“ ‘Woodshedding’ is what you do when you hole up and practise your art … to the exclusion of all else.” —- Diane di Prima, Memoirs of a Beatnik, 1969
It’s been a wondrous summer here at Woodhaven. Russell Thornton, Joanne Arnott, Fred Stenson, Jeff Latosik, Sarah de Leeuw, Theresa Kishkan, these were our headliners, but we were also honoured to host local artists, musicians, poets and authors. These photos are but a small sample of the good times and great characters that gifted Woodhaven this summer.
“In the depth of winter I finally learned that there was in me an invincible summer.”
“One swallow does not make a summer,
neither does one fine day;
similarly one day or brief time of happiness does not make a person entirely happy.”
― Aristotle, The Nicomachean Ethics
Jeff Latosik reads The Piñata: http://thewalrus.ca/tv-the-pinata/
“Green was the silence, wet was the light,
the month of June trembled like a butterfly.”
—Pablo Neruda, 100 Love Sonnets.
And so with the sunshine and the great bursts of leaves growing on the trees, just as things grow in fast movies, I had that familiar conviction that life was beginning over again with the summer.”
― F. Scott Fitzgerald, The Great Gatsby.
“Press close, bare-bosomed Night!
Press close, magnetic, nourishing Night!
Night of south winds! Night of the large, few stars!
Still, nodding Night! Mad, naked, Summer Night!”
Pablo Picasso said that, “The purpose of art is to wash the dust of daily life off our souls.” Now, none of you seem all that dusty to me, in fact you all seem to have cleaned up quite nicely, but there can be no doubt that we all occasionally grit our teeth and feel a little dusty from time to time, a little worn down, sand in the joints, gravel in the heart, daily life can be a dusty affair, from dust to dust and so on.
Art can be a great solace. But then so can alcohol, a good wine. Wine those rose-coloured glasses, the perfect fit for an Okanagan summer. But alcohol, they say, is bad for the liver. And good wine costs money. But poetry readings are free. Sometimes there is even cheese.
Poetry readings have to be free, or else patrons would demand comfortable, reclining seats equipped with cupholders, 3D projections of metaphors, and behind-the-scenes looks into the glamor-filled lives of Canadian poets. Also if poetry readings were not free, you’d have to choose between your poems and your wine, and poetry doesn’t want to force you to give up your wine.
A life of Rhyme doesn’t pay, as Kurt Vonnegut wrote, “The arts are not a way to make a living. They are a very human way of making life more bearable. Practicing an art, no matter how well or badly, is a way to make your soul grow, for heaven’s sake.”
Being an artist is like wearing very nice silky underpants. You won’t turn any heads on the street. But you’ll feel the difference. Inside.
So that’s why you’re here, to wash the dust from your soul. To open your heart wide to the beauty of language. To heed the wisdom of the trees. Or maybe you’re just here for the free cheese. That’s fair. No judgment. Cheese is delicious.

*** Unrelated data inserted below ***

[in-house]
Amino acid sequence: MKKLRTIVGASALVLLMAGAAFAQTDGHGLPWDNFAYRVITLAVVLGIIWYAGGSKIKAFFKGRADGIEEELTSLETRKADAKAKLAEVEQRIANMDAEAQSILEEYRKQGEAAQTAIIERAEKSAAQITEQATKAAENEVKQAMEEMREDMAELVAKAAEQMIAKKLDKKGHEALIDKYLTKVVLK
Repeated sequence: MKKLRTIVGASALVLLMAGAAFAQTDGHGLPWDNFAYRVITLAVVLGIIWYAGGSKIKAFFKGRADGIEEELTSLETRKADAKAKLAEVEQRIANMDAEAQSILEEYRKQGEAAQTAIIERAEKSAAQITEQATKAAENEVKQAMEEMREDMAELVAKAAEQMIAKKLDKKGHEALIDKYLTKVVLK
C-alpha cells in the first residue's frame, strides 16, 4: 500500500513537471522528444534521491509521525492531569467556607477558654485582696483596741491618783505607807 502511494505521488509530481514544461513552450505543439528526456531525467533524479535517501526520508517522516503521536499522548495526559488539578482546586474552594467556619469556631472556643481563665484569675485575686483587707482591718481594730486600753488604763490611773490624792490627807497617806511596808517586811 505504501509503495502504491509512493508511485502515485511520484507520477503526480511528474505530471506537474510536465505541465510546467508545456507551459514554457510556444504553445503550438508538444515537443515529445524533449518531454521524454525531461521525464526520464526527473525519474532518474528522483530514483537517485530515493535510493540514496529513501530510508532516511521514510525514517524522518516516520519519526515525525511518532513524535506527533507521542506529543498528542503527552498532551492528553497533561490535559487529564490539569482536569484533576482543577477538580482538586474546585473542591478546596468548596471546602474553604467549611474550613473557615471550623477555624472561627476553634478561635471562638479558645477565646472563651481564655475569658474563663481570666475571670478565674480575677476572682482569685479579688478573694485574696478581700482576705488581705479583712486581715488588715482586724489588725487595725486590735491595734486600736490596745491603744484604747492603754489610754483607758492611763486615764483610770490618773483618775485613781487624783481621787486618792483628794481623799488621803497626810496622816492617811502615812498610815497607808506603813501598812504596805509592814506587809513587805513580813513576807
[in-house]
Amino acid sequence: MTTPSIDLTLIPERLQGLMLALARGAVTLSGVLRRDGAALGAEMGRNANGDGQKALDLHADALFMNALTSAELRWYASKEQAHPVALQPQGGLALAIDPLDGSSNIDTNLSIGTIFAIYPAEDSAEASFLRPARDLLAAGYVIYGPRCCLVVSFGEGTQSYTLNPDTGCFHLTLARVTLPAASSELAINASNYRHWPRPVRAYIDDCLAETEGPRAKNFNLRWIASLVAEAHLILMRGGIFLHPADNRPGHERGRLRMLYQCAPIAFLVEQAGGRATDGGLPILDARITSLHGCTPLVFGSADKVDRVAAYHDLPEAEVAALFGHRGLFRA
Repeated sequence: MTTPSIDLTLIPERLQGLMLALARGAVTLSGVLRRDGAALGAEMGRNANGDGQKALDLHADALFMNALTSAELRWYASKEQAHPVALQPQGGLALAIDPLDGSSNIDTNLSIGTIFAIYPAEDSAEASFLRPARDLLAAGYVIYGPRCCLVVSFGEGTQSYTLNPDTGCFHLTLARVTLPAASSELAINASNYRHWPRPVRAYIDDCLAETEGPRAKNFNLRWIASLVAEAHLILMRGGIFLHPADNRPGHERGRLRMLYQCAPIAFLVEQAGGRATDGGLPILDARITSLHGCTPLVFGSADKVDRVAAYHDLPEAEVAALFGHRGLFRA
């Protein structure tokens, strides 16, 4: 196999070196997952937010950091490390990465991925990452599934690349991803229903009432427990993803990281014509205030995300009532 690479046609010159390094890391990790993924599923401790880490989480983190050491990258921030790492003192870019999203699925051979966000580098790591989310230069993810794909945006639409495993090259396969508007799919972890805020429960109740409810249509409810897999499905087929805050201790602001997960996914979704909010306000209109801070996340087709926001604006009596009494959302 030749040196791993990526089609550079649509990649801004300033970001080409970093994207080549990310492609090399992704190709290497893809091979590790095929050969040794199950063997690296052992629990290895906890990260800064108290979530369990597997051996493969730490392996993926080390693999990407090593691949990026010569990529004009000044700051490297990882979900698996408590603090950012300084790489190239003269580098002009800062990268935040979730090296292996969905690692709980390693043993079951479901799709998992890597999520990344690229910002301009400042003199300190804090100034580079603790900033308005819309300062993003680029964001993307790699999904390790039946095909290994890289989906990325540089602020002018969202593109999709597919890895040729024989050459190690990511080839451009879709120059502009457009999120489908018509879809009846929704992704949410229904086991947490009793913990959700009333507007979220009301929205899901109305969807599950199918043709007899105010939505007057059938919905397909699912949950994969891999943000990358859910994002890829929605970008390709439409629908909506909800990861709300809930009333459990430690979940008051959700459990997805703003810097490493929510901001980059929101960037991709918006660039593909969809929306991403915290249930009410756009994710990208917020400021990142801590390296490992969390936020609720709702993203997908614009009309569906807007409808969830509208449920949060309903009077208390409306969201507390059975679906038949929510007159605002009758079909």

Speaking of cheese. Here’s two bad jokes about poetry:
Question: What is a simile?
Answer: It’s like a metaphor.
Question: How do poets say hello?
Answer: Hey, haven’t we metaphor?
Tonight is the final Woodshed event, the end of what has been a wonderful summer here at Woodhaven Eco Culture Centre. These Woodshed readings have been full of verse, music and wonderful people, some of whom are here tonight, (the rest are no doubt busy being wonderful somewhere else).
We’ve had the honour of playing host to literary luminaries Russel Thornton, Joanne Arnott, Fred Stenson, Jeff Latosik, Sarah de Leeuw, Jon Lent, and now Theresa Kishkan. These readings were made possible by Canada Council for the arts. In July we threw a party, Beat Salad, an poetry event with seven poets, two bands, and over a hundred attendees; it was the poetry equivalent of a bacchanal. There was even a magic school bus.
We were privileged this summer to hear from many talented local poets, musicians and authors. Thank you, to everyone who shared your voice here. The arts are flourishing in the Okanagan. It seems fitting that there should be poetry and music in a place of such striking natural beauty, just as there should be bears eating berries, and peaches ripening in the orchards.
None of these readings would have been possible without the wonderful Nancy Holmes. She’s cared for Woodhaven and for these readings as if they were an extension of her beloved garden. Thank you Nancy for all that you have done for Woodhaven.
I’d also like to thank Matt Rader for securing the Canada Council grant, which I understand was a hellish, Kafkaesque process. I’d like to thank Toby Wesenberg and Shauna Oddelifson at UBC Okanagan for all their help and patience.
And finally I’d like to thank everyone who has come out to support these events. You could have been anywhere in the world, but you’re here right now. So without further waffling or any more bad puns, I’d like to call our first reader to the stage.
—Last Woodshed reading of 2015, intro by Connal McNamara
Toads Are Us
I just read this:
“The planet’s health can be measured
by the state of its amphibians.”
So, I am proud of the toad in my garden.
My grass and dew are clean.
My shade is certified organic.
The dandelions in the lawn
sing like canaries
in their light green cages.
I watch you cling to the lip
of my flowerpot,
and feel a little worried.
you look like a piece of my lung
Nancy Holmes The Flicker Tree, Okanagan Poems
The Woodshed Reading Series is a regular literary and music event that occurs approximately every two weeks from May to August. The Woodshed Reading Series info can be found on Facebook at “The Woodshed Readings” .
WATCH FOR THE SUMMER SEASON TO BE UNVEILED SOON!